Wednesday, 24 May 2017
Following any smash hit is always a risk. Even if you have every creative force from the original to back it, even if you have a plan in motion to capitalise on the last tale, you can still screw things up. Each sequel needs to be loyal to the original while improving upon it in almost every way, and Injustice 2 largely succeeds in this regard. It’s flashier, bigger and definitely punchier, with an infinitely more interesting roster of characters.
Wednesday, 17 May 2017
So, here we go then, from one horror trend to the next. It seems that this new series is bouncing back and forth between eras, giving it a bit more balance than the prior outings. We've had a pilot which went everywhere, a jump to the future, a past story, a modern day story, and now it's the future once again. This can help to give the series a little more variety, but given how soon this current story follows on from one with very similar horror elements, it seems ill placed.
Rather than old secrets this time, it's technology which is slowly killing the denizens of the far future, albeit of a very different sort than Smile. As the Doctor, Bill and Nardole arrive on a distant space mining station, they soon find it filled with the bodies of the dead. There are only a small handful of survivors left, as the rest have been killed by the very equipment intended to keep them alive.
This is another teaser which gives the game away, but it proves to be much more akin to last week's Knock Knock over Smile. Rather than completely giving away the twist, it leaves you questioning just how in the hell certain things are taking place, and introduces the audience to the big threat of the story. While sadly drawn out, it is at least good enough to keep you hooked and build up a sense of dread as the Doctor and co. walk into a situation where they are under threat from the moment they exit the TARDIS.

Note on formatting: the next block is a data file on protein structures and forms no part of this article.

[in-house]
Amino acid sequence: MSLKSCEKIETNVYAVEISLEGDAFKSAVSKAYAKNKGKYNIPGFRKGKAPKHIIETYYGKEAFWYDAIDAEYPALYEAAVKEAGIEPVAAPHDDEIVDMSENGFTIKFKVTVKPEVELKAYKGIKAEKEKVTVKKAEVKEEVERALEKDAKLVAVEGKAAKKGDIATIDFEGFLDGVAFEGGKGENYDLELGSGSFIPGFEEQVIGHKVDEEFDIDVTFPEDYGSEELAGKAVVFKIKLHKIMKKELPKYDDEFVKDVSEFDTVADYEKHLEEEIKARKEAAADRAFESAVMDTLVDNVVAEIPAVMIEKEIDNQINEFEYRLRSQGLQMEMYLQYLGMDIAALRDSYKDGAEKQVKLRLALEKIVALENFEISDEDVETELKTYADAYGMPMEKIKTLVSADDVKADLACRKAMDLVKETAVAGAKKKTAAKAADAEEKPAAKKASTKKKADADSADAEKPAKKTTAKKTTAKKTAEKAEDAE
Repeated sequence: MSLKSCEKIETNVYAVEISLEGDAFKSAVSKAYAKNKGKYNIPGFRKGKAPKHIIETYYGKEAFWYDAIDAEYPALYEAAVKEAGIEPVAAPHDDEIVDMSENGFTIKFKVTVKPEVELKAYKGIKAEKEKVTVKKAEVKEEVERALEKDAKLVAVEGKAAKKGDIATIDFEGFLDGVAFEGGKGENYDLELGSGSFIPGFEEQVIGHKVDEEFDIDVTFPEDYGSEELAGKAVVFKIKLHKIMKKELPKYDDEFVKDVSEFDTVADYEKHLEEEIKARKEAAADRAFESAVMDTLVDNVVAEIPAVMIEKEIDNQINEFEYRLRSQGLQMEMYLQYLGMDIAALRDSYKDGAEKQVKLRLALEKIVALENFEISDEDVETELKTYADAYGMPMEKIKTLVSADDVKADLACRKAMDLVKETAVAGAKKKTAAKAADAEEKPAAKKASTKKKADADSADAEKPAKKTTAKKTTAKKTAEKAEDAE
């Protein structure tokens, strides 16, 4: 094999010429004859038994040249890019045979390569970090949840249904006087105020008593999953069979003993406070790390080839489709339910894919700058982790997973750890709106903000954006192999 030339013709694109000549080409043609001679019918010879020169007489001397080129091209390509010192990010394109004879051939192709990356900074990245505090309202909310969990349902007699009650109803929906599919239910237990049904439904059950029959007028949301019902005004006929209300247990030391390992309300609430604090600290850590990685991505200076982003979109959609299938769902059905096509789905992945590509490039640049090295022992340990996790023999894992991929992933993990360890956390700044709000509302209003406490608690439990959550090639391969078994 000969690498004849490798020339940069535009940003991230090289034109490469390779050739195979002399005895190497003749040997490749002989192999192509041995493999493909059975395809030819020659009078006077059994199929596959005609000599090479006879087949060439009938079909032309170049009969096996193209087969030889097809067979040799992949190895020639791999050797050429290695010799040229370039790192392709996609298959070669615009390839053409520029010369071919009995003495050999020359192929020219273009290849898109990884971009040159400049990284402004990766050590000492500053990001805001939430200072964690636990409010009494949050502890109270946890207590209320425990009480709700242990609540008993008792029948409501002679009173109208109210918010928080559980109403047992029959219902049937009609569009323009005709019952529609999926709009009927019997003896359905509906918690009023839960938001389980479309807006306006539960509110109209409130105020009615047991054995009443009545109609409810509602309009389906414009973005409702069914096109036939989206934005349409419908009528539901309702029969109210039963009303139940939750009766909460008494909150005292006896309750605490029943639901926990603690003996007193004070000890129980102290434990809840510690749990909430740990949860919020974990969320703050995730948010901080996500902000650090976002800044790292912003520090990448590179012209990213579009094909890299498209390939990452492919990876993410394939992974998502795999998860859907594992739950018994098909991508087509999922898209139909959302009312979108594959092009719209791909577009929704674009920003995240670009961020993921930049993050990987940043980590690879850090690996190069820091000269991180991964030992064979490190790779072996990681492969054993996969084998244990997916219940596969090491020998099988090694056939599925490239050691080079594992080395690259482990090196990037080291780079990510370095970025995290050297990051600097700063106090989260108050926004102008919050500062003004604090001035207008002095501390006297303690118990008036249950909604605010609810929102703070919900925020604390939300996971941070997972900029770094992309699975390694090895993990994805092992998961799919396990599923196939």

There's a clear sense of dread as they poke about the station, uncovering a few of the corpses and trying to put the pieces together as to what has gone so horribly wrong. It's very classic Who in that sense, and while it only lasts just long enough to get a few points across, it's succinct and direct. There's little dead air or blather present here, and the episode leaves little room to really seem as if it is dragging its feet or trying to avoid the action. The moment one idea ends it moves quickly onto the next, meaning you're never left overexposed even to foes which are effectively technological zombies. The fact there's even a visible ticking clock, or something which is almost as good as one, also helps you to stay focused upon the fact the heroes are living on borrowed time, and the slightest thing going wrong could easily harm them.
The story is also another one helping to introduce Bill to the Doctor's life, or at least parts of it. After three episodes she has a solid idea of what time travel will entail and even the issues of heading into the distant past, but this is a chance to once again show something entirely new. Future trends, changes and even a few oddities are always a fun contrast to see with modern day companions, and Bill's reaction to seeing an alien for the first time is one of the episode's more humourous highlights. Normally this initial episode would try to show the wonders of the far future or even suggest a brighter hope for what is to come, but by instead showing a grimier and darker era it manages to retain a sense of freshness to events. We already know just how brilliant time travel can be, something which Thin Ice established quite nicely, so delving into the more horrifying qualities of discovering dark secrets is a nice contrast. In fact, combined with Knock Knock it even helps to establish the idea that everywhere has its secrets and nowhere is truly safe from the Doctor's foes.